Make a long story short, the lemmings followed one another by pied piper record producers and mass produced a few genres of music that more or less sounded the same within the genre. Creativity in my mind did not die but went on life support. Urban creativity in sampling music became hip hop which linked itself with the dark underbelly of gangs and city life even to the destruction and death of some of their the most popular. Techno became the mindless drone of the lost youth of Europe and well, the story just gets worse. The youth loved the dance music as their bodies driven by brains made mad by designer drugs found a new path to dull their brains and soothe their angst.

So why have I lead you to this dessert of music? One reason and one reason only. Notation my friends, notation! In order for music to progress, you have to have something to look at. Go and transpose a Beyonce tune. It's like a serial tone row without any variation, stuck in an endless musical loop from hell but who cares right, you can dance to it. What notation allows us to do is draw from others but only those techniques that we want to use. Notation allows us to talk about what is good and what is bad. Simply saying that we can dance to it and it sounds good, while appealing to the anti-intellectual zombies of our time, does little to truely advance music.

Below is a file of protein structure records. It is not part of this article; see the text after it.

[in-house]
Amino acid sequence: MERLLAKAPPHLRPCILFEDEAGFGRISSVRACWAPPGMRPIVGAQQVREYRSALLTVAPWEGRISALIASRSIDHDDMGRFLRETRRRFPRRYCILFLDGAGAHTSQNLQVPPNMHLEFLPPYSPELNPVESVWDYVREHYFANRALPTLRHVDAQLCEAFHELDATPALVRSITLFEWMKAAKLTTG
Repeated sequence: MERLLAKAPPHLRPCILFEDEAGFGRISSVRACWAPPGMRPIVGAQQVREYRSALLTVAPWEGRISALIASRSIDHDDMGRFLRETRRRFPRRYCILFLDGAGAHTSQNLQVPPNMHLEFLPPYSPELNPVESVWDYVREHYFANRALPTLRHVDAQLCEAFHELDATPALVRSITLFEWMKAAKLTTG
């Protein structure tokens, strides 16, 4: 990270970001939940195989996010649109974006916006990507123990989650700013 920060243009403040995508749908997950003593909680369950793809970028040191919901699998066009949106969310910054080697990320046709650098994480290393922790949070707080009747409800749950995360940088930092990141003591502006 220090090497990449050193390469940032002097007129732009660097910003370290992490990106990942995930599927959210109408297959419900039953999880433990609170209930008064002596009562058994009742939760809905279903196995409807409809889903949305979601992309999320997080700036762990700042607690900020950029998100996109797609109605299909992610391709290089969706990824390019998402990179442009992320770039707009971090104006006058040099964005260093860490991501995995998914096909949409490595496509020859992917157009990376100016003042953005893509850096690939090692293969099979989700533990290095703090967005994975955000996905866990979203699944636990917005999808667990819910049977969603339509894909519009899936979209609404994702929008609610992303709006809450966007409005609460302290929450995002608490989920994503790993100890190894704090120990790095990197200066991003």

It is my hope that one day, electronic music can go back to its roots. If you read Paul Stump's "Digital Gothic" about the roots of "Tangerine Dream" you might find that "Tangerine Dreams" true roots have much more to do with classical music than the psychedelia per say although there were those influences as well:

Read this book for example and you might find the name Ligeti to name one of many. Now there is not way to transcribe much of the artistry of this band or others like them but I do feel that they were more on the right track then others because while they may have been tempted to follow the stream of pop oriented lemming taking their earning from their vanilla dance albums right to the bank, this band had some integrity.

Perhaps, if we can find a way to get some of the techniques used in good electronic music on paper, it will re-merge with the classical tradition it came from and electronic music can move forward. Perhaps new ways of making notations will lead to new hardware and who knows where things go from there. Perhaps.

For the record. I am anti drug. Very very anti drug. Perhaps you may find this suprising from someone who likes, plays and composes electronic music but the truth is that I find some intergrity in some of the better forms of electronic music. For now, I can only hope the electronica rejoins classic music where I believe it has its rightfull place and where it belongs. It remains only a dream for me in the dessert of copy cat mediocrity and danceable serial tone rows stuck in neutral. But I can dream can't I?